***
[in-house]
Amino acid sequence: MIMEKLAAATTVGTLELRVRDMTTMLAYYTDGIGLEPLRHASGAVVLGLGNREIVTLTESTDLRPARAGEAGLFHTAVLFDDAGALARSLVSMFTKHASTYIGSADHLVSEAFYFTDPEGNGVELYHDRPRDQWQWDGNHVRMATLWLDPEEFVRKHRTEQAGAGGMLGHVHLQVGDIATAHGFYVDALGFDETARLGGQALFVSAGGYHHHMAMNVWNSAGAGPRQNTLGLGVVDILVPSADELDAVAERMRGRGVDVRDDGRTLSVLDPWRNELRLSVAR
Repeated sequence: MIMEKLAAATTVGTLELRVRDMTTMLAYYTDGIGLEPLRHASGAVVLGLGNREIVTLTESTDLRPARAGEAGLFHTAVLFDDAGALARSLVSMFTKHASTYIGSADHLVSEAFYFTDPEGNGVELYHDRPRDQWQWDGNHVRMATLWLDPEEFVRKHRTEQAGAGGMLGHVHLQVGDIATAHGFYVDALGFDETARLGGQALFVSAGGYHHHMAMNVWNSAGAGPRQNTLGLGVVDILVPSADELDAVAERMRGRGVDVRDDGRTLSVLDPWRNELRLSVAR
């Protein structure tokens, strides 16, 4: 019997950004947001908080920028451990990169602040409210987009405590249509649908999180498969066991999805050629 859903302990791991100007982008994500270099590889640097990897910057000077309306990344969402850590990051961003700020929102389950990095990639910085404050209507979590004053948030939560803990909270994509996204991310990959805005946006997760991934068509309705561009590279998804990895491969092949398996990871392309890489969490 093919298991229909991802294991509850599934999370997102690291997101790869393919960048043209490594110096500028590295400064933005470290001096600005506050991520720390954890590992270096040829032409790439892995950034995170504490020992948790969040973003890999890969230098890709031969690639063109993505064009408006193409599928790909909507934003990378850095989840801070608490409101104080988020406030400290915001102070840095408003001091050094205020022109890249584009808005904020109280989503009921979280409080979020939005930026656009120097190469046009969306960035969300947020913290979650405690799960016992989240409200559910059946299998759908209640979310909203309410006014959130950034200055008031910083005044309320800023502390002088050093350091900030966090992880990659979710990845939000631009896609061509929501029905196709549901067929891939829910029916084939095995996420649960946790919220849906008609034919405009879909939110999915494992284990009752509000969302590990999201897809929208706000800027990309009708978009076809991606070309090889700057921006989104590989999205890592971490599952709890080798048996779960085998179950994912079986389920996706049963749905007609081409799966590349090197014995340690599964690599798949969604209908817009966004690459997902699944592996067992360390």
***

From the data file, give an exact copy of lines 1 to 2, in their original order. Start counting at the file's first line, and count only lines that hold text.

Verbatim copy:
[in-house]
Amino acid sequence: MIMEKLAAATTVGTLELRVRDMTTMLAYYTDGIGLEPLRHASGAVVLGLGNREIVTLTESTDLRPARAGEAGLFHTAVLFDDAGALARSLVSMFTKHASTYIGSADHLVSEAFYFTDPEGNGVELYHDRPRDQWQWDGNHVRMATLWLDPEEFVRKHRTEQAGAGGMLGHVHLQVGDIATAHGFYVDALGFDETARLGGQALFVSAGGYHHHMAMNVWNSAGAGPRQNTLGLGVVDILVPSADELDAVAERMRGRGVDVRDDGRTLSVLDPWRNELRLSVAR